I was really tempted to title this post “Feingold’s Follies,” but decided we better discuss it before I decide for sure.
A friend of mine wrote Feingold, and here’s the reply:
Thank you for contacting me with your concerns regarding health care. I appreciate your taking the time to share your thoughts with me.
The Senate is currently drafting legislation on health care reform. I look forward to Congress finally taking up this issue. I have included a fact sheet with answers to commonly asked questions regarding current health care proposals. I hope you find this information helpful.
It is far past time for Congress to ensure all Americans have guaranteed, affordable, high-quality health care. Too many Americans are forced to make basic decisions regarding their health based on cost rather than on medical reasons; too many delay seeking treatment and do not receive preventive care, which results in more costly, or even fatal, consequences down the line. Our country spends $5,670 per capita annually on health care – which is twice as much as any other industrialized nation – and 15.6 percent of our gross domestic product. Despite this spending, we are not healthier than those other countries, and we still have more than 46 million Americans – including eight million children – who do not have health insurance, and countless others who are underinsured.
As you know, these high and rising costs take a tremendous toll on American families and businesses. While inflation grew 9.7 percent, and wage growth was 12.3 percent, premiums for family insurance coverage rose 59 percent from 2000-2004 and show no sign of stabilizing. As a result, many employers are shifting much of their health care costs to employees, no longer providing health benefits, or eliminating positions.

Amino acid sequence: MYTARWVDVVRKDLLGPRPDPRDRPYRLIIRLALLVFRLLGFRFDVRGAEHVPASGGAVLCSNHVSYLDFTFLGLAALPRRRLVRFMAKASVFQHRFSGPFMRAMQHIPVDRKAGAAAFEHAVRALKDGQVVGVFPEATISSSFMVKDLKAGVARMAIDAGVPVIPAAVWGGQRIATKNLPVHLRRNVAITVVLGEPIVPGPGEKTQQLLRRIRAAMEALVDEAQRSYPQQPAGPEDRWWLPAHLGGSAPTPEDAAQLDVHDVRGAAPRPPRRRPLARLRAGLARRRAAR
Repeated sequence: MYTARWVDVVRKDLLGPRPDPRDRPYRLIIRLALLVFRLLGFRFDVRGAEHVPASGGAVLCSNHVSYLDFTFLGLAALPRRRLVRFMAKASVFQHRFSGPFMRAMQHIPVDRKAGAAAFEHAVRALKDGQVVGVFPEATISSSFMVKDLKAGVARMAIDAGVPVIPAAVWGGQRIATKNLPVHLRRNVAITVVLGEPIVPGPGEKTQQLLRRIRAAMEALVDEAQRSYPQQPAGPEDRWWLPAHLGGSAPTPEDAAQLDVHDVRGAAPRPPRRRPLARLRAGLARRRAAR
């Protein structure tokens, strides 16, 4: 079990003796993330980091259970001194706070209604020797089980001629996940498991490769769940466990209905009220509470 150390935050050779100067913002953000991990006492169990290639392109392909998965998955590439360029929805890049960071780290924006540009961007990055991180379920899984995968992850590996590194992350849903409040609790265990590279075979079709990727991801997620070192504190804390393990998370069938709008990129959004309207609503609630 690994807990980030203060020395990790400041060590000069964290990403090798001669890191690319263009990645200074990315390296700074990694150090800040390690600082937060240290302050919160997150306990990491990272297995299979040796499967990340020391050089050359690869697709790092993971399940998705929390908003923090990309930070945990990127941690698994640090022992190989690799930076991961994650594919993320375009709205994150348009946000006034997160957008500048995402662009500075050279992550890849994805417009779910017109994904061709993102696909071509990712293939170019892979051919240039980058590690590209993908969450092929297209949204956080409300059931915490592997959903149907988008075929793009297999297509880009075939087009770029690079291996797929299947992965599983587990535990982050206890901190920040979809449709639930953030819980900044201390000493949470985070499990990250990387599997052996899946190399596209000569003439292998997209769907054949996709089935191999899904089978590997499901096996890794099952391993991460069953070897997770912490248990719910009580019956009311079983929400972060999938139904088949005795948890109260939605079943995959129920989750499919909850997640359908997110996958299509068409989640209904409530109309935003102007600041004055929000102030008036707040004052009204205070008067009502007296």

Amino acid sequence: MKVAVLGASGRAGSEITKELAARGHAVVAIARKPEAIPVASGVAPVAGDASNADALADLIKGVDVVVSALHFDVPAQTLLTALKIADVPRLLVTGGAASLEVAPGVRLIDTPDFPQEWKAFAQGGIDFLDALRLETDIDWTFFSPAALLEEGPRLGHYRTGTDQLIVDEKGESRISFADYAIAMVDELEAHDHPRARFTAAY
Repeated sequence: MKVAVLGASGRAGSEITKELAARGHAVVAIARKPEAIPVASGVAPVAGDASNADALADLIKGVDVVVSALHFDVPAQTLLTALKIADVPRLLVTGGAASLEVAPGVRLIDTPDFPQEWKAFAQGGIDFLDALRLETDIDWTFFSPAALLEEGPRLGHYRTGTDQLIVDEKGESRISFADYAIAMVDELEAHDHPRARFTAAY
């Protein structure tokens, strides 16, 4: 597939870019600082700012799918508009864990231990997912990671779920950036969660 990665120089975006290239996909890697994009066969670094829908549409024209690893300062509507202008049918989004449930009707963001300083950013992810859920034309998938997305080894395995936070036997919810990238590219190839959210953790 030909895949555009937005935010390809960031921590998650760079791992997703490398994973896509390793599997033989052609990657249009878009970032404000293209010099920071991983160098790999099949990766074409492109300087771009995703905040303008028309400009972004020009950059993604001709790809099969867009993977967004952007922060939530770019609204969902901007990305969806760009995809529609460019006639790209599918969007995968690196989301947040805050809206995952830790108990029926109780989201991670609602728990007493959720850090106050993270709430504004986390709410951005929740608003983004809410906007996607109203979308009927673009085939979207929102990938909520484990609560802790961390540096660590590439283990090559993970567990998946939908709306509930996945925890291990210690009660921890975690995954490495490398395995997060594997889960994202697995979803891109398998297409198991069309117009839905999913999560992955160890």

Reforming our health care system is also an economic imperative. Americans spend an unsustainable $2.2 trillion on health care each year. From ensuring the solvency of our entitlement programs to helping households across the country balance their checkbooks, reforming health care is necessary to getting health spending under control. Health reform will likely require significant initial investments, but, if done right, it can also yield significant savings in the near future. These initial investments can be at least partially offset by addressing current overpayments, waste, and fraud in the system, and ensuring that taxpayer dollars are spent in the most effective and efficient manner. For example, by adopting the Wisconsin model for health care delivery, taxpayers will save billions of dollars.
Again, thank you for contacting me. While we may not always agree, I look forward to hearing from you in the future.
Reading this, my first response was that Feingold’s pretty good at spewing the party line. Nothing new. But then I saw, “For example, by adopting the Wisconsin model for health care delivery, taxpayers will save billions of dollars.” This confused me. Wasn’t it just a few years ago Wisconsin health care prices were rising almost a third faster than the rest of the country?
And doesn’t BadgerCare have a backlog that’s preventing service?
The overwhelming demand for BadgerCare Plus Core, the new Medicaid-funded insurance program for low-income childless adults, has the state struggling to process the large number of applications filed in the program’s first two months.
The lag is frustrating applicants, community health workers and health officials alike.
“I feel like it’s $60 down the drain,” said Cassandra Fier, 23, of the $60 application fee she paid June 15. She has not heard anything since. “If the state’s going to be slow, they need to be sending something to individuals letting them know what’s going on.”
From June 15 to Aug. 7, the state Department of Health Services received 37,211 applications for the Core program, of which only 5,000 were processed. Under program guidelines, the state has 30 days to process an application and, if approved, coverage is to begin on the following 1st or 15th of the month.
“Two months in, we’re continuing to strive to improve the efficiency and speed with which we process applications,” said Karen Timberlake, secretary of the department.
Yoo hoo, Mr. Feingold? That party line is tied to a boulder that could land you in the middle of a deep lake without a way to cut it loose. I suppose it’s your choice as to how you go down.